In the mid-1960s, the city proposed to construct John F. Kennedy High School, as well as Harry S. Truman High School, Herbert H. Lehman High School and Adlai E. Stevenson High School in eastern Bronx, South Shore High School in Brooklyn, and August Martin High School in Queens. Both Kennedy and Truman High Schools were planned as "educational parks", containing multiple schools in park settings, and integrating students from multiple areas and backgrounds to stave off de facto segregation within the school system. The Kennedy park would include two middle schools and other academic institutions including a planetarium, museum, and weather station, as well as a community center. The high school and park were named after President John F. Kennedy, who resided in nearby Riverdale during his youth. The school was designed to serve students in the Northwest Bronx and Upper Manhattan, relieving overcrowding at DeWitt Clinton High School and George Washington High School. After several delays, the site was acquired by the city via condemnation in 1968, and construction began in 1969. The school opened on September 11, 1972, along with Lehman High School and Tottenville High School in Staten Island. The adjacent middle schools were completed at a later date.
In April 1982, Kennedy formed a joint arts program called "Urban Arts" with the private-Fieldston School in Riverdale. That year, a mural was created on the south side of the building facing the athletic fields. This mural has since been removed. Beginning in September 1982, Kennedy High School hosted the Phoenix House academy to educate former drug addicts. By this time the high school was overcrowded, housing nearly 5,500 students. In 1985, Kennedy was among 72 city public high schools whose performance was considered deficient. By 1995, less than 25 percent of seniors at the school graduated. The school also suffered increasing crime and gang-related activity. In 2002, the school began utilizing metal detectors, following a fatal stabbing outside the school in August of that year.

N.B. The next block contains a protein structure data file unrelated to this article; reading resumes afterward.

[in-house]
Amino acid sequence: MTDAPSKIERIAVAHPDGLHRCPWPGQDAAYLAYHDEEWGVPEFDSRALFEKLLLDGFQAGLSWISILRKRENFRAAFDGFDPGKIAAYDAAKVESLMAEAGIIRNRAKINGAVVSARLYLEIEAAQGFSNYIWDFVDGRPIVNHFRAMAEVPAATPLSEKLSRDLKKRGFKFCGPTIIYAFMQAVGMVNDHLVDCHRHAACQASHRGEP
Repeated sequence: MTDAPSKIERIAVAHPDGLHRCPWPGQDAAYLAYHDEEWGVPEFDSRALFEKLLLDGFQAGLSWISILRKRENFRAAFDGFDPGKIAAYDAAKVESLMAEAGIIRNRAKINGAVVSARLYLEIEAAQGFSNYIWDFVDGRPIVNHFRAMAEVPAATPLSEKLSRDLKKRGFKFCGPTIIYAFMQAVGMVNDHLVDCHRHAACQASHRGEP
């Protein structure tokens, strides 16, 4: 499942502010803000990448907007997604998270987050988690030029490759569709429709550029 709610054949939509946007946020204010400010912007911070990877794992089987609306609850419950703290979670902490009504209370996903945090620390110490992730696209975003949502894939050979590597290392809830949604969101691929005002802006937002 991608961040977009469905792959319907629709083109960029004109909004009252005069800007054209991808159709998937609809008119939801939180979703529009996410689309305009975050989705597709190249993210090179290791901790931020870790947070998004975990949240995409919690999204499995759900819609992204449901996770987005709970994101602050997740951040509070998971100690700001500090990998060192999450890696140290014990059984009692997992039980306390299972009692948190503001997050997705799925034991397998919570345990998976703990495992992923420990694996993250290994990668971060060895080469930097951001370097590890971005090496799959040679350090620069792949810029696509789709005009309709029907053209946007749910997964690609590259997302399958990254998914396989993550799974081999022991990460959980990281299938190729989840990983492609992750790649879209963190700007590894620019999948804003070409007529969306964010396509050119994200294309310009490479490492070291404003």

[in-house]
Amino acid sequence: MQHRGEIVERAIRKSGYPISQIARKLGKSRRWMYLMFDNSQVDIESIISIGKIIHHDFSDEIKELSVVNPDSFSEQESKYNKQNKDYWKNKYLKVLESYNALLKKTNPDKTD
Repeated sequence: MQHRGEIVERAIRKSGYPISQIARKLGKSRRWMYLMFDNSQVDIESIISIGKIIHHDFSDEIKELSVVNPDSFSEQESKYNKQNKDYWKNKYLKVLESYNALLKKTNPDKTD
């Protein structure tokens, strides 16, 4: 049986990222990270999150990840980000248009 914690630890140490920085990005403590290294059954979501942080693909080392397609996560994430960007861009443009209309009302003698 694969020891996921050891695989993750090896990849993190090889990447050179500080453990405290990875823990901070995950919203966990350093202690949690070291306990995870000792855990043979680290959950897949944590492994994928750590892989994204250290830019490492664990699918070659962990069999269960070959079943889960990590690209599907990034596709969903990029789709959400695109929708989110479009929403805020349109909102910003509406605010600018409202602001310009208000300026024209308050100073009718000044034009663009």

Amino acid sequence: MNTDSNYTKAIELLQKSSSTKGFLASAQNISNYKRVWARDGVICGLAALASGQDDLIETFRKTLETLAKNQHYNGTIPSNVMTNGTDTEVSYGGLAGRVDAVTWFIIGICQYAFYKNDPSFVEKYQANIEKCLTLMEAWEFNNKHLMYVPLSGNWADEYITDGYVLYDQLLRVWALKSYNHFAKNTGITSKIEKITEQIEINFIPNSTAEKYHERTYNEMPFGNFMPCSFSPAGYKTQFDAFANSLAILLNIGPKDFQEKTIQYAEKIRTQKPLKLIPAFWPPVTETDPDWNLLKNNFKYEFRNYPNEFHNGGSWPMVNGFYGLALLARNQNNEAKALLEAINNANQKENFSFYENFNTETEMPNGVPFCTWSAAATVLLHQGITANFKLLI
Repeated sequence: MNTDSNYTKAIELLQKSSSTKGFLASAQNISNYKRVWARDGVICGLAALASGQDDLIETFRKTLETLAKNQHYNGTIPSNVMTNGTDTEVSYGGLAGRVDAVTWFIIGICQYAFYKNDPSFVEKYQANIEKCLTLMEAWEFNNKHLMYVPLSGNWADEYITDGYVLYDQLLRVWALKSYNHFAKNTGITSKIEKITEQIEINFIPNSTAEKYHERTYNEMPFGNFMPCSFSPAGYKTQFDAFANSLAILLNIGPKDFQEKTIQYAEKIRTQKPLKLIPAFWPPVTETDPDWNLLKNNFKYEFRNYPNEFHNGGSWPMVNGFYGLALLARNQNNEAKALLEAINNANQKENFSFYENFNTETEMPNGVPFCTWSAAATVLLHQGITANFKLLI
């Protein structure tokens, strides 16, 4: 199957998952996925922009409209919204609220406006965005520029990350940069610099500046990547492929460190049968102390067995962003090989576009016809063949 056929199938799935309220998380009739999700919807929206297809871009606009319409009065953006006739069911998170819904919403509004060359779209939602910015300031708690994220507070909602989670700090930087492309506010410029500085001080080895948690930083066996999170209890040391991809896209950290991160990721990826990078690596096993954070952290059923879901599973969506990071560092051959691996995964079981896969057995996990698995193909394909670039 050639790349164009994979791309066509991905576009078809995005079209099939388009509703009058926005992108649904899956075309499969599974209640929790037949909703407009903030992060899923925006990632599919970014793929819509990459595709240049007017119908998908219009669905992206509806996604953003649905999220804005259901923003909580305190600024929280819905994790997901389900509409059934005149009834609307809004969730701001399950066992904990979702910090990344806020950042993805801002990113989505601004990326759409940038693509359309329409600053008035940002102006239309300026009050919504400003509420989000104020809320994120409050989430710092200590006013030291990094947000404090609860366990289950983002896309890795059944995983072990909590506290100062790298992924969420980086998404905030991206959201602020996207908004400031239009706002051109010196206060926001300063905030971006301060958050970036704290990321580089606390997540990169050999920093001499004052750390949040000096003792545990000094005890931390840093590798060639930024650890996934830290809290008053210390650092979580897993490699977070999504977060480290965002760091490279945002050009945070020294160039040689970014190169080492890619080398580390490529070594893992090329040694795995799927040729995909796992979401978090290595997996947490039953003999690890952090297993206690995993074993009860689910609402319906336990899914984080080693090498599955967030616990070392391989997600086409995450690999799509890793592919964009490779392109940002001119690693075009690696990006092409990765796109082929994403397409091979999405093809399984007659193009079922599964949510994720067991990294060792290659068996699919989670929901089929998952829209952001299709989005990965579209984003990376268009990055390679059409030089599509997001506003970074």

Beginning in fall 2002, smaller high schools were established within the JFK campus, co-existing with Kennedy High School. Marble Hill High School was opened in September 2002. The Bronx School of Law and Finance and Bronx Theatre High School were opened in September 2003. The Bronx School for Law & Finance was opened in September 2004. The enrollment of John F. Kennedy High School began shrinking in 2004 as the small schools grew, with a target cap of 2,500 students. Results from the 2010-11 NYC School Survey were abysmally low. Over half of students who took the survey reported that their peers did not respect teachers or other students; over 70 percent of teachers reported the same; meanwhile the school became increasingly plagued by crime and poor academic results. In late-2010, the Department of Education decided to shut John F. Kennedy by eliminating one grade per year until it graduated its last class in 2014. Crucial to the decision to close the school was the DOE’s assertion that the school was under performing, earning an overall D on its 2009-10 progress report, with a F grade for student performance. According to the DOE, four-year graduation rate at Kennedy High School was 46%, as opposed to a 63% average for the city. JFK High School graduated its final class in June 2014.
On August 20, 2015, a gas explosion occurred at 8:10 pm, damaging the 4th, 5th, and 6th floors and injuring 3 workers who were at the time repairing the science lab on the sixth floor.
Six specialty schools – four established in 2004 and two in 2011 – are co-located on the JFK campus:
- Bronx Engineering and Technology Academy
- Bronx School of Law and Finance
- Bronx Theatre High School
- Marble Hill High School for International Studies
- New Visions Charter High School for Advanced Math and Science
- New Visions Charter High School for the Humanities
- Bronx Style Bob, hip hop artist
- David Britton, former college basketball player
- Dwight Hardy, professional basketball player
- Angel Estrada, professional football player
- Stephfon Green, professional football player
- Joseline Peña-Melnyk, Maryland politician
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- "New Visions Charter High School for Advanced Math and Science".
- "New Visions Charter High School for the Humanities".